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One Eyed Kutkh Switch Review by Mark Burchell

Developer: Baba Yaga

Publisher: Sometimes You

Release Date: 9th March 2018

Price as of Article: $4.99 USD

From Baba Yaga games comes One Eyed Kutkh where you play as an alien traveller heading back to his home planet when in typical fashion his vehicle breaks down and crashes on a mysterious planet.

Then you must guide your alien creature through his journey to recover the missing pieces of his failed spacecraft through ninth heaven and trick the sun and the moon to repair your own ship.

The story itself is pretty basic yet somewhat charming. With all dialogue being communicated through interactive picture speech bubbles it’s certainly a unique approach.  From start to finish this game plays out in more in the style of a children’s storybook with its interactive scenes and progressive story.

One Eyed Kutkh features a couple of ambient soundtracks that really immerse you into the slow-paced style of the game and it was one of the parts that I really enjoyed and whilst watching my 4-year-old son playing I could tell it was drawing him in too.

Click everything!

Another feature of this game was the interactive scenes such as the space like flowers and floating fish, if you tap them with your finger or cursor they would play a little melodic tune which was another great addition for children as my young boy really enjoyed discovering what else was floating around and how it would react to being touched.

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The Visuals in One Eyed Kutkh are unique using its abstract and fun style is like jumping straight into an Eric Carle book. In many space games, you expect a dark moody palette but you’re greeted with a surprisingly cheerful one. The life in the game is all created with bright colours that are a strong contrast with the background and jump out at you.

One of the downsides to the overall visuals I found was the lack of text, it kind of put me in two minds. I really enjoyed trying to work out what was actually being said by the creatures and then it also frustrated me when I was just doing tasks by trial and error and not knowing what was actually happening. The lack of text is also used on the main menu where you have to work out what you’re clicking, from muting the volume to starting the game is all done in images.

From my Sons point of view, he loved the whole visual style with his limited reading ability the text didn’t matter as he was fully immersed by the overall colours and sounds and in his words was “awesome”.

One Eyed Kutkh is a point and click adventure that does feature touch screen on the Switch. You’re initially greeted by a unique looking start menu which is surprisingly good for a game based on the Unity engine. Apart from the title, there is no text on the menu, even if you were to hover over the icons it doesn’t give you any indication of what they actually do but like with most of the game a bit of trial and error would get you through it, although I didn’t quite expect the “puzzles” to start on the main menu.

You’re initially thrown into this abstract world being greeted by your alien character flying his spaceship back home and in all honesty, I didn’t have a clue what was going on in the initial dialogue. All I could gather was that his spacecraft was in trouble and it gave me a few buttons to push. There was no real puzzle element to this just more trial and error and clicking or tapping the wrong button had no overall effect on the outcome.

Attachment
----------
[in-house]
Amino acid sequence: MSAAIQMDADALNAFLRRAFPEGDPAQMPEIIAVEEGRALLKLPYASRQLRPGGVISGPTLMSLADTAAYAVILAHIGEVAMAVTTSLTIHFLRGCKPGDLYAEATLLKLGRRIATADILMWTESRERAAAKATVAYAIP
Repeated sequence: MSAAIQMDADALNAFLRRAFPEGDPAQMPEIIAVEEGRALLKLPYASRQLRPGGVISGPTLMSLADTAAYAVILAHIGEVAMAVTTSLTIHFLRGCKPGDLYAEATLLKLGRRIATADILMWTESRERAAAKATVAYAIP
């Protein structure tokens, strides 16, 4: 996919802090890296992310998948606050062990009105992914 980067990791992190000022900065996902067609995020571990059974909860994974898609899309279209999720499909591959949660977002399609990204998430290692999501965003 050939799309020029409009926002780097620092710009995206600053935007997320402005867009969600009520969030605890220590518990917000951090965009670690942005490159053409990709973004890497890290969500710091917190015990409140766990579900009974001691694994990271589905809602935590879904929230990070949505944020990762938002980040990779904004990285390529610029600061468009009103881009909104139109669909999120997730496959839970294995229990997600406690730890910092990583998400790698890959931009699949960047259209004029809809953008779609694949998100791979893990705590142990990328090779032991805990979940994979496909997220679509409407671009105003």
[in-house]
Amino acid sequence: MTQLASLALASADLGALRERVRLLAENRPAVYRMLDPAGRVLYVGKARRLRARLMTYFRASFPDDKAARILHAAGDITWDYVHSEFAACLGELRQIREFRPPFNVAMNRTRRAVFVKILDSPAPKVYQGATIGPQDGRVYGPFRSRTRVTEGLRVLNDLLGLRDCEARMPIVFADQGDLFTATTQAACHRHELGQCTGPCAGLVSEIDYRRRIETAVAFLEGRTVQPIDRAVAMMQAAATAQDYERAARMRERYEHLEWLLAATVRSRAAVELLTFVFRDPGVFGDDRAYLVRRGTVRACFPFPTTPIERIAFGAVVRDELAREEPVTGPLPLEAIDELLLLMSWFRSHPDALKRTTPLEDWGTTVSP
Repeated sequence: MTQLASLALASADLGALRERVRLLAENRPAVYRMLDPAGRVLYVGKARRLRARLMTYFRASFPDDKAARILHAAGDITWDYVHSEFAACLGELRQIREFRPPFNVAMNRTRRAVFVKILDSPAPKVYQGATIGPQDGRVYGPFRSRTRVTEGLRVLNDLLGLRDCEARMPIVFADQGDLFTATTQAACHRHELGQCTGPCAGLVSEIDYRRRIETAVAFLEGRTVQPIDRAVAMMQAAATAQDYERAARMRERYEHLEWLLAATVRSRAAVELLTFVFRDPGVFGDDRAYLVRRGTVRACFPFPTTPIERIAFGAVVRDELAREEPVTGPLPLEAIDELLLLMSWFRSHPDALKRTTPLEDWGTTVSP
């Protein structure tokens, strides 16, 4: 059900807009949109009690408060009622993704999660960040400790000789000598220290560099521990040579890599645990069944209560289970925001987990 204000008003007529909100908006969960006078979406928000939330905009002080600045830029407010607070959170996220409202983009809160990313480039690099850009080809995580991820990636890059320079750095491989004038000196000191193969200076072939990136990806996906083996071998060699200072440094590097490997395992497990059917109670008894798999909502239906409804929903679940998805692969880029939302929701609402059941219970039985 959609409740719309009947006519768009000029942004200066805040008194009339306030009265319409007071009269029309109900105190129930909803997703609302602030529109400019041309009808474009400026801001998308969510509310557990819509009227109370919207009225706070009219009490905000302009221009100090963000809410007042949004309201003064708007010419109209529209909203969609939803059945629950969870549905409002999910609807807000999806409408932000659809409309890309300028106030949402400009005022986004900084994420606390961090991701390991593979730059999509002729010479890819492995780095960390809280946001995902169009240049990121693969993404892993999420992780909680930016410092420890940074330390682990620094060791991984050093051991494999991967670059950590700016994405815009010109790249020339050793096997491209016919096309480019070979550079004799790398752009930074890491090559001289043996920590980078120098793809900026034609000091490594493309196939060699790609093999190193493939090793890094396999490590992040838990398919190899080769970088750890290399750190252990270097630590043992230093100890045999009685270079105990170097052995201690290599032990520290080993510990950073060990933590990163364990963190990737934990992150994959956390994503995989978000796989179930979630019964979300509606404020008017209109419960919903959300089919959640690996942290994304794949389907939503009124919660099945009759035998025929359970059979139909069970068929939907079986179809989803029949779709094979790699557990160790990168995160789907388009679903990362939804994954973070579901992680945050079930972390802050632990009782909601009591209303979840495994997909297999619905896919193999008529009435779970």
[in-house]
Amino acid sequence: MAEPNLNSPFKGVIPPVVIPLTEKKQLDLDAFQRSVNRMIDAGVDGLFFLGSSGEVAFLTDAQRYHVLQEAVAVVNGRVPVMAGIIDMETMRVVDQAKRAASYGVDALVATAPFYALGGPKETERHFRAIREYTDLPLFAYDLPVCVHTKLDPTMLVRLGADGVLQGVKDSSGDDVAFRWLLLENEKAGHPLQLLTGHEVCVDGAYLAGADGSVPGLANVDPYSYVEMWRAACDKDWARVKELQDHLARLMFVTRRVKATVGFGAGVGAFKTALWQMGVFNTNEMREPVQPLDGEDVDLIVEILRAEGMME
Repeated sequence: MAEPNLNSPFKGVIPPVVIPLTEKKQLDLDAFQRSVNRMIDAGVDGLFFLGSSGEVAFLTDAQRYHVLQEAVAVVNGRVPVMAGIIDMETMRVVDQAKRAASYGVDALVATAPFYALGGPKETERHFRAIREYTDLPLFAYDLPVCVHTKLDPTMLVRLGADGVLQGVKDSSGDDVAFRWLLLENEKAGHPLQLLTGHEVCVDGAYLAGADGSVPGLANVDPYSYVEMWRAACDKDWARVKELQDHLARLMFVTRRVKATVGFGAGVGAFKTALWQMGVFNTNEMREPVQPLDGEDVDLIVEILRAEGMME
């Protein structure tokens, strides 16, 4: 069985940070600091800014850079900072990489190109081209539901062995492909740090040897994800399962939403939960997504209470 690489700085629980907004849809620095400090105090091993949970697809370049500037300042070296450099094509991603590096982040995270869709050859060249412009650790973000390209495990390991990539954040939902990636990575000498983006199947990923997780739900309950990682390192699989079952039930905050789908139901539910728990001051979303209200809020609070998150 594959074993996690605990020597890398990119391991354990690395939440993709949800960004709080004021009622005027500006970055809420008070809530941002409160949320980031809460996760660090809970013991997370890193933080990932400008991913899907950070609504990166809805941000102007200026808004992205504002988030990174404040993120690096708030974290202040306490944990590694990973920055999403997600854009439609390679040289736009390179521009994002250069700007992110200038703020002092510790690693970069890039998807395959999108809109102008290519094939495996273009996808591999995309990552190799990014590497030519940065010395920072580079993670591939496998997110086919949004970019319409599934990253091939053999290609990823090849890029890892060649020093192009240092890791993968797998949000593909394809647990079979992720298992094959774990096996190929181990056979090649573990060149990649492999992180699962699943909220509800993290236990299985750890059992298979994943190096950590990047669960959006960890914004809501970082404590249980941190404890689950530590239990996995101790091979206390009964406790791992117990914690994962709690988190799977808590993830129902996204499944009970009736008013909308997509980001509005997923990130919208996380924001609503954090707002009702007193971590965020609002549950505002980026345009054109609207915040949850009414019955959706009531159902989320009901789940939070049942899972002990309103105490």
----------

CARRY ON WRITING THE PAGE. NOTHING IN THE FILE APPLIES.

The game continued down this linear path where you’re able to click around the screen on wildlife, flowers and other alien creatures which would give you a pleasant sound effect and just mainly came across as game fillers. You’ll very quickly understand the main bulk of the story is played out through the speech bubbles that appear as you progress and anything else will make very little difference.

I wouldn’t say One Eyed Kutkh really contains any puzzles but more minor obstacles that need to be overcome.

On the game’s website, it mentions One Eyed Kutkh is based on tales of the Far North, whilst playing myself there were no tales that really jumped out at me so have found myself curious as to what these could be. I can only assume it’s a story of the Sun and Moon and how they came to be which you’ll understand towards the end.

One Eyed Kutkh feels more like an interactive storybook, it’s charming and really enjoyed playing it with my young Son. Everything about the game is relaxing, my Son is a big fan of Eric Carle books such as The Hungry Caterpillar and The Angry Ladybird so to be able to interact with a story with a similar abstract pastel art style was a big plus from him and watching him get so much enjoyment from it brought a huge smile to my face. It’s a very family friendly game.

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The game doesn’t support the pro controller but does support the separated joy cons. However, the best way to play this game is easily in handheld mode being able to use touch screen made a huge difference and made it child-friendly although make sure your Switch isn’t used as a frisbee by your little ones, believe me, I’ve had some close calls!



If you’re someone who loves a little linear story with no real puzzle tests or have young children then this could be a great little game for your collection. I finish this game in around 35 minutes and this was mainly due to the slower walking animations. As mentioned the puzzles or more of a minor inconvenience yet the sounds and art style are pretty unique. For $4.99 this would be a welcome addition to keep my Son happy for a little while but I wouldn’t purchase this solely for myself.



Great Art Style

Child Friendly

Fully Interactive Scenes


No Puzzles

Very Short

Slow Animations

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